Scavenger Weasels Move a Step Toward State Reintroduction

The Cascades Carnivore Project shared this photo of a young male wolverine approximately one year old taken in the wild in Jan. 2022 at Mount Rainier National Park in Washington.
Kayla Shively/

Wildlife experts hope the encounter of one young male wolverine on the hunt for a new home range will change in a few years. They hope Colorado will once again become home to a viable breeding population of wolverines in high-Alpine areas. Trapping and poisoning wiped out the animals in the state some 100 years ago.

Experts believe less than 400 wolverines exist in the lower 48 states today.

“They are just this amazing Alpine species that we lost from Colorado,” said Stefan Ekernas, a wildlife biologist and director of field conservation for the Denver Zoo. “Ethically speaking, we killed the last wolverine, trapped and poisoned every last wolverine in Colorado, so it’s up to us to be the solution now and help the species come back.”

The wolverine is the largest land-dwelling member of the weasel family, and the solitary scavenger has a fierce reputation. Wolverines reach up to 35-40 pounds and live at high Alpine elevations primarily eating rodents and carrion.

Colorado Parks and Wildlife officials have worked on a wolverine reintroduction plan since 2010. Wolverines have long been a state-protected species, and in November, the North American wolverine received federal protection as a threatened species under the Endangered Species Act.

“Current and increasing impacts of climate change and associated habitat degradation and fragmentation are imperiling the North American wolverine,” according to the U.S. Fish and Wildlife Service.
The Cascades Carnivore Project shared this photo of a young male wolverine approximately one year old taken in the wild in January 2022 at Mount Rainier National Park in Washington.

On Friday, Colorado Senator Perry Will, a retired wildlife officer, planned to introduce a bill that would give Colorado Parks and Wildlife the authority to reintroduce wolverines into the state. In his Feb. 22 online newsletter, Will noted, “By introducing and hopefully passing this bill we can take the bull by the horns on this issue. The goal is to provide the legislature with oversight authority of the reintroduction to allow for more public participation in the process.”

“The species can have the greatest chance at a successful reintroduction when state and federal agencies work hand in hand with farmers and ranchers, ski industry, mining industry,” said Will, a Garfield County resident.

Wolverine experts and reintroduction modeling say high elevation areas in Routt County with extended snowpack into spring would be prime wolverine habitat. Females den very deep in the snow, so areas that hold snow longer are the best habitat. Ivan said the weasels have wide feet well suited to traveling on snow and live most of their lives above 10,000 feet.

Megan Mueller, who grew up in southern Routt County, now works as a conservation biologist for nonprofit Rocky Mountain Wild, a science-based organization working to conserve wildlife and wildlands in Colorado.   

“I spent a lot of time hiking and backcountry skiing in the Flat Tops and the Sawtooth Range, which have excellent habitat for wolverines, but I had to travel all the way to Denali National Park in Alaska to see a wolverine in the wild,” Mueller said. “It was one of the most amazing experiences of my life.”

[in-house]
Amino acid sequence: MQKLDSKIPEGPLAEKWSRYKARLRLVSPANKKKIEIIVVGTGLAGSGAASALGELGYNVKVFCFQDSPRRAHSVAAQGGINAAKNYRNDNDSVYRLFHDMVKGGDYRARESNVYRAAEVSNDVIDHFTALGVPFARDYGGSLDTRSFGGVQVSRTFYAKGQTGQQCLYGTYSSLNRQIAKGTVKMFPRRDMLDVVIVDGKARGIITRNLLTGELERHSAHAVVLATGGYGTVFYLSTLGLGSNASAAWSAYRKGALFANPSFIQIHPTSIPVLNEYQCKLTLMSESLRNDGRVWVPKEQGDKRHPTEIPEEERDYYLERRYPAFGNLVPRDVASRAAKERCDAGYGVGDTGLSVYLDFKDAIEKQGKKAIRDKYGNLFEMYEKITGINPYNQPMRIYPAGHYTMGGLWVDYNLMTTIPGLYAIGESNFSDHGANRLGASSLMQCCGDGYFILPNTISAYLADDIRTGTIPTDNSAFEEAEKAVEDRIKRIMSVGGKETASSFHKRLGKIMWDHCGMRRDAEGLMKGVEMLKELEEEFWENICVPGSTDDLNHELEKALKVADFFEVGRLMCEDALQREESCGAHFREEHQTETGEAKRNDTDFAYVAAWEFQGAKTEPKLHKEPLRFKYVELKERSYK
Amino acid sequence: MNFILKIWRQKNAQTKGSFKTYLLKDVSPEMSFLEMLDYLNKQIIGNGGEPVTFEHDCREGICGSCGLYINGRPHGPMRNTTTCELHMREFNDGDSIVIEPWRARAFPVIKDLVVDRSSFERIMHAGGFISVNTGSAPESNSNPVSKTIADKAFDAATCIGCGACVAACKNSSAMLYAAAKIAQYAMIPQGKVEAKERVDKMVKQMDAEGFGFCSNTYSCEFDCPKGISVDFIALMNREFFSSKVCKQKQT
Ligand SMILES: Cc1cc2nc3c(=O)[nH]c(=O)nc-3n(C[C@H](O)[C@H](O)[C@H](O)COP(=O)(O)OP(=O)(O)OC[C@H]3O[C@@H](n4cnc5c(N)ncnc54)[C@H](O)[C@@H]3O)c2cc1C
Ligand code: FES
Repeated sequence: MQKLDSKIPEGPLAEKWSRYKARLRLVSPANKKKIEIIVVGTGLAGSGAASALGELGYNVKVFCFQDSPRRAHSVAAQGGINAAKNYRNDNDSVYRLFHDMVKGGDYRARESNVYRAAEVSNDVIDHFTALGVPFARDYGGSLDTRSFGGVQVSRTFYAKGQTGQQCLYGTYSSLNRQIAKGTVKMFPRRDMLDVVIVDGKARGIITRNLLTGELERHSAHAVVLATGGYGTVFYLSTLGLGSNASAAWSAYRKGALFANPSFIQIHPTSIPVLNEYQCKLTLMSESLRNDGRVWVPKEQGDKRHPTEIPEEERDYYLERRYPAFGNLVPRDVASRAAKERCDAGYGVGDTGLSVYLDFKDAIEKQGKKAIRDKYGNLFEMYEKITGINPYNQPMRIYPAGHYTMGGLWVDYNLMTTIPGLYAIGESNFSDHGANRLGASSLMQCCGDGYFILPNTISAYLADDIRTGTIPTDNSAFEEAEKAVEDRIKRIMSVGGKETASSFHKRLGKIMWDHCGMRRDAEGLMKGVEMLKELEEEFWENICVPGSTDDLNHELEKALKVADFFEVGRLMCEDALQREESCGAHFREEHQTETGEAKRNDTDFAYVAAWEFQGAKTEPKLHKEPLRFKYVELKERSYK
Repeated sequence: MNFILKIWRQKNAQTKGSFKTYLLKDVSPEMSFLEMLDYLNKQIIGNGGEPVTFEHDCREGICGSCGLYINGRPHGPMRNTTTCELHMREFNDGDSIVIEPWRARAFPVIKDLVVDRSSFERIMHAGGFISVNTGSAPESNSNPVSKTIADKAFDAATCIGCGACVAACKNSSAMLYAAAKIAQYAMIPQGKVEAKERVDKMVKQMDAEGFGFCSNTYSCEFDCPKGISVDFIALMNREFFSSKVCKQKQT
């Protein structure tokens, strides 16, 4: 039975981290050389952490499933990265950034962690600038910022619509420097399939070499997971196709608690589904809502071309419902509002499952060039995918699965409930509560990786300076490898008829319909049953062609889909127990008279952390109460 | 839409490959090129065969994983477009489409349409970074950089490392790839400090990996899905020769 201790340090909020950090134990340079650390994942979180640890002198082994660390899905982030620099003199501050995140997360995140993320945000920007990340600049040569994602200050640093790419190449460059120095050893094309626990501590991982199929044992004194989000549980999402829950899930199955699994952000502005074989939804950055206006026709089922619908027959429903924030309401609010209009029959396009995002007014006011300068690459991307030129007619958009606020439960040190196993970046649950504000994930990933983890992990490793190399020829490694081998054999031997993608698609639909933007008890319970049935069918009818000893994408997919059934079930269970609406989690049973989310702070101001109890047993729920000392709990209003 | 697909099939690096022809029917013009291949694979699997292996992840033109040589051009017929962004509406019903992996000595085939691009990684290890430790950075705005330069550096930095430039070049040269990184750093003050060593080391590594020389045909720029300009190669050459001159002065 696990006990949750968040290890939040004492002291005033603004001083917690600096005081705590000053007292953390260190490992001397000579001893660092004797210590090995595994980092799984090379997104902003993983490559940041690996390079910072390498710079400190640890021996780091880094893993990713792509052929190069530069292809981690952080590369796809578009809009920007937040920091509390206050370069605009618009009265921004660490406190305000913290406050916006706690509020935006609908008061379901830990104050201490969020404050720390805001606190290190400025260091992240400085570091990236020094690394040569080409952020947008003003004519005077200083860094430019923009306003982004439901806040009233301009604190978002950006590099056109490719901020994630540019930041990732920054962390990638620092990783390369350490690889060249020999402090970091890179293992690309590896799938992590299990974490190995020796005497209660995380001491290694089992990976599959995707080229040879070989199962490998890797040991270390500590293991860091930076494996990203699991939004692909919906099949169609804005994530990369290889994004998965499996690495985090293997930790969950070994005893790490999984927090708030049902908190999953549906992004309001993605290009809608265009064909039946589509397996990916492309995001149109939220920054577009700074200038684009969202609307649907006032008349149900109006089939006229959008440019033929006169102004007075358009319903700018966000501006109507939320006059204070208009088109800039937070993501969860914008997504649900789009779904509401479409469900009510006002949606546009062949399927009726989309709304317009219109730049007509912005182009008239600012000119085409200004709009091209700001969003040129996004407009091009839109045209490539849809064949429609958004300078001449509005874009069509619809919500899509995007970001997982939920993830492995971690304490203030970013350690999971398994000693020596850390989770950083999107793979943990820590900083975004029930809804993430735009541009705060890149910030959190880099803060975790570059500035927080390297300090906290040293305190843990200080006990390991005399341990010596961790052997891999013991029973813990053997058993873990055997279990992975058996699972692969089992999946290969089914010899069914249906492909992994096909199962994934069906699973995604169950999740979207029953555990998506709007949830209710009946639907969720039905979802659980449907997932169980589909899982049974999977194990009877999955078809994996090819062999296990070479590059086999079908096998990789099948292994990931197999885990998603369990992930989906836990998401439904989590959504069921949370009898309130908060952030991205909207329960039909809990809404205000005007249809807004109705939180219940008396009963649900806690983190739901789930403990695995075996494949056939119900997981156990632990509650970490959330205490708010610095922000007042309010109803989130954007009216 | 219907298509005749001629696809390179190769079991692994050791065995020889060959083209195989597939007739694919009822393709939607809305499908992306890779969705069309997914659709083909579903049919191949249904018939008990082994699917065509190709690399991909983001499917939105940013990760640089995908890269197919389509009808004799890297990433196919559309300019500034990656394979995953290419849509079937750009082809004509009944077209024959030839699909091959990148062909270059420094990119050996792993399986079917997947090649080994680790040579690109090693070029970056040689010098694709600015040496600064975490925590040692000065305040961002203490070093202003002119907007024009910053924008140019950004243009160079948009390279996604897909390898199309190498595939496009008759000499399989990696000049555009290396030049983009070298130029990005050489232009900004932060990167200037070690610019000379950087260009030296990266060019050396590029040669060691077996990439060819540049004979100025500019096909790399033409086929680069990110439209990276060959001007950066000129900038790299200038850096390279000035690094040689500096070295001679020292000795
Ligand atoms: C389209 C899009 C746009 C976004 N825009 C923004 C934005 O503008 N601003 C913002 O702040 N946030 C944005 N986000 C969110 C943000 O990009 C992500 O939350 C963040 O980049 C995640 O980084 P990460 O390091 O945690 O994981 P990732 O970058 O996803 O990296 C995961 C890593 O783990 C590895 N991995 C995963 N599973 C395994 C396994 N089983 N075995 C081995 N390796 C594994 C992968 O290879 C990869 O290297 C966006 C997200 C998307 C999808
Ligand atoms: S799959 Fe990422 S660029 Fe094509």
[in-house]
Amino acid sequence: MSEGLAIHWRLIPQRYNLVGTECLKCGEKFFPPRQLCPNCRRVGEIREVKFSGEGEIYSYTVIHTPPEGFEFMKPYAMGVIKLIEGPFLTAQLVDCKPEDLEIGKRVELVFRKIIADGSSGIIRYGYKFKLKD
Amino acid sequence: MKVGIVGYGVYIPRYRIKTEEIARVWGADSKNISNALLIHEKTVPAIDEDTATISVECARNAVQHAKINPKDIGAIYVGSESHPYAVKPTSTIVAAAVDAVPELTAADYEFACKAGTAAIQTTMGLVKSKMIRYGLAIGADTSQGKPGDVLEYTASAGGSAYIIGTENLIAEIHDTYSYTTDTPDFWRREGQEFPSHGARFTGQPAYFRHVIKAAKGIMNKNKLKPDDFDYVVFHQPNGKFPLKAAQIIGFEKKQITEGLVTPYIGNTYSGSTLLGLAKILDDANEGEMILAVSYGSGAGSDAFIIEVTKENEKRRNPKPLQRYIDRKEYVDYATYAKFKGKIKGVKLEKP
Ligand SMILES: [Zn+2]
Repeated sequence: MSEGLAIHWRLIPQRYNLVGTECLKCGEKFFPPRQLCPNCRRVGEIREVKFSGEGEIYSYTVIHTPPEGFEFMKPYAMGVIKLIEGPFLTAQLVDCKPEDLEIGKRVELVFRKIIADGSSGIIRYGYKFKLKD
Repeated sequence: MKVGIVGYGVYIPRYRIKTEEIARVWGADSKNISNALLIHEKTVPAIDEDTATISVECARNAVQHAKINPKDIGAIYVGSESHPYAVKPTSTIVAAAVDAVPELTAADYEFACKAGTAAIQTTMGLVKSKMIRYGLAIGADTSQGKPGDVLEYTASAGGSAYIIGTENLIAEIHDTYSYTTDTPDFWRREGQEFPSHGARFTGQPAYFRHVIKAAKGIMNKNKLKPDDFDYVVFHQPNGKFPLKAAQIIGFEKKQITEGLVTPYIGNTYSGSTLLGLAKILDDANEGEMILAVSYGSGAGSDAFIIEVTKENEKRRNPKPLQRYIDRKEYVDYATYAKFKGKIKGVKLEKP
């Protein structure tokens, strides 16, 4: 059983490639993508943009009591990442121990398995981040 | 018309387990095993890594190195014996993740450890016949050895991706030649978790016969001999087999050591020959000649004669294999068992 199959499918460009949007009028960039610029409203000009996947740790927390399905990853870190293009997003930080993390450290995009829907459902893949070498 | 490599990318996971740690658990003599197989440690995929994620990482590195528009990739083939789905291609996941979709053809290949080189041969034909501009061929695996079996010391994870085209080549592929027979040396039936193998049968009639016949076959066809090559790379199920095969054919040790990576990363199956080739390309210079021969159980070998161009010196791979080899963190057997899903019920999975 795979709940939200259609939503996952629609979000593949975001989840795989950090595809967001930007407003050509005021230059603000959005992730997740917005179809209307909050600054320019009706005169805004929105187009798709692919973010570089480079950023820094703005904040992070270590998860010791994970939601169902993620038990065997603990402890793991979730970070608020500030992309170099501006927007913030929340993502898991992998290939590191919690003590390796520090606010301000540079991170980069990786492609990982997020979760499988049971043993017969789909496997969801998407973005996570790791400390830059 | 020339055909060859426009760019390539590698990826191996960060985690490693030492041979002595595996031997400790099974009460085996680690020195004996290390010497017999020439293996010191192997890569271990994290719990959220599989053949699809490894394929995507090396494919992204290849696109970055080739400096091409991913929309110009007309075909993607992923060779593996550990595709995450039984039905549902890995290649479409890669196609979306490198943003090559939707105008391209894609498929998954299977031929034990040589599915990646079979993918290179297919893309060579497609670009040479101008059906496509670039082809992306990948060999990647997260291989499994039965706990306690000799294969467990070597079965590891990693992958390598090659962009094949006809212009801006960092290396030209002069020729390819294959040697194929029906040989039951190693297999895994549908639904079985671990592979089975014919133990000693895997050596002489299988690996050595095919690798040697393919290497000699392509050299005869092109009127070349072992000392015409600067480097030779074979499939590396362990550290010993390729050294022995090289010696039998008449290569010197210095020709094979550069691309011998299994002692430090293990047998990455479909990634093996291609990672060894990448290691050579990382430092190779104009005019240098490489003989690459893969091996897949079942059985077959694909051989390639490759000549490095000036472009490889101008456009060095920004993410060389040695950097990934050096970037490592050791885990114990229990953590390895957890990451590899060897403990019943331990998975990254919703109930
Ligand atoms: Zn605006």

“As the climate changes, Colorado’s high elevation mountains are expected to stay snowier and colder than other places where wolverines live,” Mueller explained.

Wolverines currently exist in the contiguous U.S. only as small populations in Idaho, Montana, Washington, Wyoming and northeast Oregon due to habitat loss, trapping and human disturbance, according to Rocky Mountain Wild.

Ivan said the closest breeding population to Routt County is in the Wind River Range in west-central Wyoming. However, since young female wolverines remain near the range of their mothers, females migrating to Colorado is very unlikely.

“The reason we need an active reintroduction is female wolverines are simply not going to disperse into Colorado,” Ekernas said.

Assuming the reintroduction process moves forward in Colorado, releasing wolverines likely trapped from Canada would not happen before 2026, Ivan said. The initial plan is to release 10 females and five males each year for three years in three high-elevation zones.

The Colorado Parks & Wildlife biologist said he is certain there is no viable population of wolverines in Colorado due to the extensive amount of wildlife research, surveys and baited game cameras, especially as the agency studies lynx that were reintroduced in 1999.

Experts say wolverine reintroduction is not expected to be controversial because of the solitary scavenging nature of the weasel, with only two documented cases of wolverine killing sheep in the past 100 years.

“There’s always fear about carnivores, but with wolverines, it’s more about the perception than what the reality will be,” Ekernas said. “Colorado has a long and rich history of reintroduction including river otter, Canadian lynx, bison, black-footed ferret and grey wolves. The last species remaining that we have not brought back is wolverines.”

This article was written by Suzie Romig for the Steamboat Pilot and was reposted by the Summit Daily.

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